My name is Alexander Cheves. My nickname is Beastly. I write about sex. I wrote a book.
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I’m in my thirties, I’m super fucking gay, and I’ve never been on a date or had sex. Honestly, it makes some sense to me considering my history – spending the better part of your life in the closet AND being so busy with school tends to put a damper on one’s dating life. As I settle into my career and become more interested in dating, I’m finding that there something is holding me back. I don’t feel attractive or sexy or fuckable. It kind of sucks, to be honest. It’s to the point where I can’t imagine myself having sex with men or being seen in a sexual manner. I want to love and be loved, to want and be wanted, to hold and be held, etc. I want to be intimate with someone in a non-platonic way. I want to date. BUT There is a big part of me that feels unworthy of love and intimacy and sex and all that. Honestly, I know why I haven’t dated yet, but I also know why I feel like I can’t now. I don’t feel like other men would want me. I’m so inexperienced… is it too late for me?
You’re in your thirties — very young. You are not too late. There are many queer men who stay in the closet, get married, maybe even have kids, get divorced, and come out in their thirties (and forties, and fifties). When they do, they are greener than you are. Unlike them, you have been out of the closet and know something about your culture. You’re not starting from zero.
Finding self-confidence is a challenge for everyone, especially queer men. Gay male culture is an imagist one, very obsessed with looks and status. I’ll let social psychologists explain why that has been so for generations. Queer people are disproportionately affected by mental illness and eating disorders than their straight counterparts, and men are more than three times as likely to die by suicide than women. Men, especially queer men, do not have the mental and emotional support they need.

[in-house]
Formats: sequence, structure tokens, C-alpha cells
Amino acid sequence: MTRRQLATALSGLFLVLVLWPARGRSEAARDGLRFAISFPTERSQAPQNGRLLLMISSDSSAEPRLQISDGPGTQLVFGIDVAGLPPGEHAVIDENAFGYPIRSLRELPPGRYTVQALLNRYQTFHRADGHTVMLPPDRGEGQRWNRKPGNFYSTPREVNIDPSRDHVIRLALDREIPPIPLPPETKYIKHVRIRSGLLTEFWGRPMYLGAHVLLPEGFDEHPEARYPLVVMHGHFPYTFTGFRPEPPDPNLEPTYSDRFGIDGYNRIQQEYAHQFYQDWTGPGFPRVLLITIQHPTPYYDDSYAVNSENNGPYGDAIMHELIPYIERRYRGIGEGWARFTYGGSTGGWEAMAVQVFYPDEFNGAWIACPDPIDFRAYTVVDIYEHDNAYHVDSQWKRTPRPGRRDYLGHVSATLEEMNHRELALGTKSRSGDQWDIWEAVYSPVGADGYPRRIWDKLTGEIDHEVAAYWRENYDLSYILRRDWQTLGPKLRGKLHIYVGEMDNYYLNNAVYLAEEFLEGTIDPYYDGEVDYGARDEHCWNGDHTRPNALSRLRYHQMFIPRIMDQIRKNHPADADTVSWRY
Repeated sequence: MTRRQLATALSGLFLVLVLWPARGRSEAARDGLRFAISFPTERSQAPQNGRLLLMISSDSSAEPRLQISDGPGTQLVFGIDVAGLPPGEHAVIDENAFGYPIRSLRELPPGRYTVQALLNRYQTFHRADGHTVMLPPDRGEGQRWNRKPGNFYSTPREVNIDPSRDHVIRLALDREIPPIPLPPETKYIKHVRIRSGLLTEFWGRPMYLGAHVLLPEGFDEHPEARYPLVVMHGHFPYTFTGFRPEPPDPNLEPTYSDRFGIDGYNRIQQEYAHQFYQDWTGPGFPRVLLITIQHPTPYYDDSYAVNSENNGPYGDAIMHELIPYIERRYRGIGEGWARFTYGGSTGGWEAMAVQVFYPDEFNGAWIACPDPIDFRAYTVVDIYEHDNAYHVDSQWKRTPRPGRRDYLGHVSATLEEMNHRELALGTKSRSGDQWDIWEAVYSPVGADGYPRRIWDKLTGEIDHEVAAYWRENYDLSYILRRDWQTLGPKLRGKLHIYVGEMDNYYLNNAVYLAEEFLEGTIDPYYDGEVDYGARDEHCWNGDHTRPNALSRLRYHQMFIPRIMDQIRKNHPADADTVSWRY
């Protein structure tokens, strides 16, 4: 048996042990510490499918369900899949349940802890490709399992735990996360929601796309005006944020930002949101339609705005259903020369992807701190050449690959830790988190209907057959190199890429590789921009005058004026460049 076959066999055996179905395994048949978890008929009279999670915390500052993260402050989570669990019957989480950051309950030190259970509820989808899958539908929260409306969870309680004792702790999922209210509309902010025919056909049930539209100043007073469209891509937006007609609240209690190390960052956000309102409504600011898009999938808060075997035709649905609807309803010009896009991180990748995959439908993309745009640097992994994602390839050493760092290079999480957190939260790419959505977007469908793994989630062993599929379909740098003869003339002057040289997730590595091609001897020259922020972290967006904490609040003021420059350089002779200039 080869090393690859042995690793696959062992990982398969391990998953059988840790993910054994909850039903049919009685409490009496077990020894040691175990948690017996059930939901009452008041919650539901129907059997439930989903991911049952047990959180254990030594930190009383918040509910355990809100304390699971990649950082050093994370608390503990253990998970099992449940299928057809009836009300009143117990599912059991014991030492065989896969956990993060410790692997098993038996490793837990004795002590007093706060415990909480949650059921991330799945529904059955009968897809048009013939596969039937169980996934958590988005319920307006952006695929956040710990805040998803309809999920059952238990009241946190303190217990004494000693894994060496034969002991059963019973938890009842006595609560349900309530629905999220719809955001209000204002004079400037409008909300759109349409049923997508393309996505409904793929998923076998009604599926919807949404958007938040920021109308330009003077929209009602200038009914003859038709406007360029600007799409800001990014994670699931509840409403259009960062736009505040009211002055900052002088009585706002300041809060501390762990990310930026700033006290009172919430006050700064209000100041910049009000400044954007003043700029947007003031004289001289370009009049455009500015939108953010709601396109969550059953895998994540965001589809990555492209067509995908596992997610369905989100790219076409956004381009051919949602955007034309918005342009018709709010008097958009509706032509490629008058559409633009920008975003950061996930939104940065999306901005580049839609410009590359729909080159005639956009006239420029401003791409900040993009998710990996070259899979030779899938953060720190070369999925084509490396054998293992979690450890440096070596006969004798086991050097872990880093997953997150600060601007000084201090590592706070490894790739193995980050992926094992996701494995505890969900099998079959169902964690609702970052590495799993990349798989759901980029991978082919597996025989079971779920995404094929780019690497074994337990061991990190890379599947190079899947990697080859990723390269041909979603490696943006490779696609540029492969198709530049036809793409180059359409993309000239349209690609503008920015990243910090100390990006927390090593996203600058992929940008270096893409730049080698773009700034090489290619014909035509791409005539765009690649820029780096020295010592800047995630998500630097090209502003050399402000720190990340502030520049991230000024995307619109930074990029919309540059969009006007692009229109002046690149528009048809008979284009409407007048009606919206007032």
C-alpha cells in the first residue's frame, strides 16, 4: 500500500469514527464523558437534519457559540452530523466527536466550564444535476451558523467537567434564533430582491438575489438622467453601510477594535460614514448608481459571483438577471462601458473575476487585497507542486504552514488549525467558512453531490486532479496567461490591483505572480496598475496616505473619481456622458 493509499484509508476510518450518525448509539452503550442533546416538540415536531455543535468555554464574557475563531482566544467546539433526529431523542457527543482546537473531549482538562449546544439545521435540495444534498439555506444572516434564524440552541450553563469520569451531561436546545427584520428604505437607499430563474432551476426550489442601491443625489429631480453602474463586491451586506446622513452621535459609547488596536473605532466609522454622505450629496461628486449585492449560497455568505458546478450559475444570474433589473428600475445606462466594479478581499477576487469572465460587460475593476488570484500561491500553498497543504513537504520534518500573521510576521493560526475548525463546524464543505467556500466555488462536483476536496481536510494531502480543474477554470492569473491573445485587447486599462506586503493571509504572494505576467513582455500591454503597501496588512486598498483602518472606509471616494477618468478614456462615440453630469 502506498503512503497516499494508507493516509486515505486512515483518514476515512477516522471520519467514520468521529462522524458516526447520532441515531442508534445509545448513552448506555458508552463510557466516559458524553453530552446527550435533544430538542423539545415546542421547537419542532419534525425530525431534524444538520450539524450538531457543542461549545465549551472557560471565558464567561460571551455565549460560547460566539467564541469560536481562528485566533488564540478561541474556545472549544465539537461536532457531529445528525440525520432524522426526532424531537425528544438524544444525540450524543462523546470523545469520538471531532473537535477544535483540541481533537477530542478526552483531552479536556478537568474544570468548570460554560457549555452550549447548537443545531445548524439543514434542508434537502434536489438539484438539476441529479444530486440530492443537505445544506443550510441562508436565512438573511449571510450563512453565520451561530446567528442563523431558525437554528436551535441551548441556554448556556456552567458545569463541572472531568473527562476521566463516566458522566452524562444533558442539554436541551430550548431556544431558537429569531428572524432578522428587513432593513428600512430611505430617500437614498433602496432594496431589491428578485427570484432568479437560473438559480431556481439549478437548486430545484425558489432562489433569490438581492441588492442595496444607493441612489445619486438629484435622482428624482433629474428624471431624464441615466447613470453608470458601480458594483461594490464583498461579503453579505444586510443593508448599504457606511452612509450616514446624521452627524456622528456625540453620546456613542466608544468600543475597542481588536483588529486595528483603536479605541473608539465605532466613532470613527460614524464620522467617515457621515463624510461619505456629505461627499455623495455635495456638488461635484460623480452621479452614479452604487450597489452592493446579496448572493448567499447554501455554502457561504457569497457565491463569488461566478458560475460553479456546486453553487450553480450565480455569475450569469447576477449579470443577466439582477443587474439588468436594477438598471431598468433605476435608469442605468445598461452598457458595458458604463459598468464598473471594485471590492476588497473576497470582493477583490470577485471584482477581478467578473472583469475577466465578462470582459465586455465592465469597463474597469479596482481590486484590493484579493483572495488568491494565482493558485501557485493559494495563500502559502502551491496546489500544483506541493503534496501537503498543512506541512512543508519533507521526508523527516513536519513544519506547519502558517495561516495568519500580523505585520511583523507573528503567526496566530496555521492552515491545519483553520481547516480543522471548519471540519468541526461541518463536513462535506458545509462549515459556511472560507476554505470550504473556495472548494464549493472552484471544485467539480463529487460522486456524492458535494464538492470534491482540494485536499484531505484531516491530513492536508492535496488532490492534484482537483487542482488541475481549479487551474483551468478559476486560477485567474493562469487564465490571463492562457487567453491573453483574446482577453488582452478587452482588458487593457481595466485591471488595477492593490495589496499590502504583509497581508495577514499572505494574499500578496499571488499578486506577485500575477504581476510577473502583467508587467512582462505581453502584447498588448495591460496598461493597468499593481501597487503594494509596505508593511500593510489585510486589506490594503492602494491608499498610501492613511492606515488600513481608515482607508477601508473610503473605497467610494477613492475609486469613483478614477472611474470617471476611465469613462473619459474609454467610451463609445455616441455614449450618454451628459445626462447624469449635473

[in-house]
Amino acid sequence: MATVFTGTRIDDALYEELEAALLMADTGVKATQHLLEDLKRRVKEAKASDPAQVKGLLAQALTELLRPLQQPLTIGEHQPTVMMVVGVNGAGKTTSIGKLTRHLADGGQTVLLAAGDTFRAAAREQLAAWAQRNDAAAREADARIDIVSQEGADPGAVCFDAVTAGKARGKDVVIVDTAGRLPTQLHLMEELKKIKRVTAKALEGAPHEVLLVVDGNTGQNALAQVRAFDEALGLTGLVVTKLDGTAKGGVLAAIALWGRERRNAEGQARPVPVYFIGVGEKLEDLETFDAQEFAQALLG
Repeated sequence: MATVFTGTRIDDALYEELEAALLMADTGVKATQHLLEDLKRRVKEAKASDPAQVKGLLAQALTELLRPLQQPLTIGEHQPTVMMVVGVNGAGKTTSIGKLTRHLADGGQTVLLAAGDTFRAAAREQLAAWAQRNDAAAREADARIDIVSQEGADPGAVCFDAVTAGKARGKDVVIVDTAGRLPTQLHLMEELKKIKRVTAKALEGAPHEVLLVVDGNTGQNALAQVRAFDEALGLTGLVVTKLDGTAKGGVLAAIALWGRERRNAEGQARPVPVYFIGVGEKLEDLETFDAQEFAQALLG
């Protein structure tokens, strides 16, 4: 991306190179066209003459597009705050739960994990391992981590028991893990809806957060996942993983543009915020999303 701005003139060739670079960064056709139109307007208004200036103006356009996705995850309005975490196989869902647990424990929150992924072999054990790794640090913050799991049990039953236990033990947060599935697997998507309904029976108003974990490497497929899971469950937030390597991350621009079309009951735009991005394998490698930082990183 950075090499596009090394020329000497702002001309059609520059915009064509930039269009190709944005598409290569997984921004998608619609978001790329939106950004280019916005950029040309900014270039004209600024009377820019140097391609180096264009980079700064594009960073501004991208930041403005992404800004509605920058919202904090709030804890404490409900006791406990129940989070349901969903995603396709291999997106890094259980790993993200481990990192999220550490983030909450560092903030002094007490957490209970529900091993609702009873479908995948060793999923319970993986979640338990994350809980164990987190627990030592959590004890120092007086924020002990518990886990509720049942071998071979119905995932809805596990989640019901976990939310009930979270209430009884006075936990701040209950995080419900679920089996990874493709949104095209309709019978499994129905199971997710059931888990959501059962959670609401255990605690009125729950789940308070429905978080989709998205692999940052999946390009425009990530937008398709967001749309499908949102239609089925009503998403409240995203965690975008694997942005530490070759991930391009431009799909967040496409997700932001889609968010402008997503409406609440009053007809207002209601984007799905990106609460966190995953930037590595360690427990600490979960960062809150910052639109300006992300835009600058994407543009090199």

So you’re not alone. Many queer men reading this feel as you feel. It has taken me a lifetime to build a positive self-image. Even still, one unflattering glance in the mirror can leave me feeling ugly and valueless in a culture that seems to only reward fit bodies and conventional beauty.
In my Advocate slideshow on “switching,” I wrote about “pillars” — a topic I bring up with clients when discussing self-confidence:
We all have pillars, things we ground our identities on. Sometimes my body doesn’t look as I want it to, and when that happens I say, “Ok, that pillar’s down.” I have to prop myself up on something else, on my inner self — my talents, tastes, adventurousness, kindness — or on my writing, or on my ability to communicate in bed. I just need one pillar to keep going. There are days when all my pillars are standing strong, when I feel sexy, accomplished, and so much more. Then there are days when I don’t feel that way at all (breakups, sicknesses, hospital stays), and sometimes all I have to hang onto is the fact that I can write a decent poem — something that will never leave me. You need to know your pillars — a great exercise is writing them down.
I was in the hospital for eight days earlier this year, during which time I only consumed clear liquids. When I got out, I had lost the muscle and definition that I had worked for years in the gym to get, and I was not allowed to work out for months. It sounds silly and superficial to admit now how much that impacted my mental health, but it did. I grounded much of my confidence on my time in the gym — I still do. The gym is a de-stressor for my anxiety, the endorphin rush from workouts helps with my depression, and the physical results — seeing my body transform — increase my confidence among gay men.
Without the gym ritual, I started to spiral. I felt so unattractive. My “body” pillar was down. But I had other pillars, other parts of myself that could not be taken away by a stay in the hospital. I could write, and my writing gave me a powerful way to engage with the world. I didn’t collapse — I leaned into my non-physical pillars and gave them focus. I wrote the bulk of what would become my book during that time.
When I was physically able to have sex again, I reached out to friends. I wanted them to know I was looking for sex and needed to find people who would understand that I didn’t feel very sexy. I wanted recommendations and support, and for them to know I was struggling and nervous. By just putting out a signal that I was looking, I found the right people and inched my way back into sexual confidence. I found playmates who, like me, did not feel their sexiest but needed sex. We healed each other when we fucked.
Some people might criticize me for saying this, but I believe a person can fuck their way into confidence. I have done so again and again. I’ve heard so many cultural narratives about the people who use sex as a “crutch” or an “escape” or to make themselves feel better: folks generally view such people as hedonistic train-wrecks, weak people who depend on a host of others to feel strong.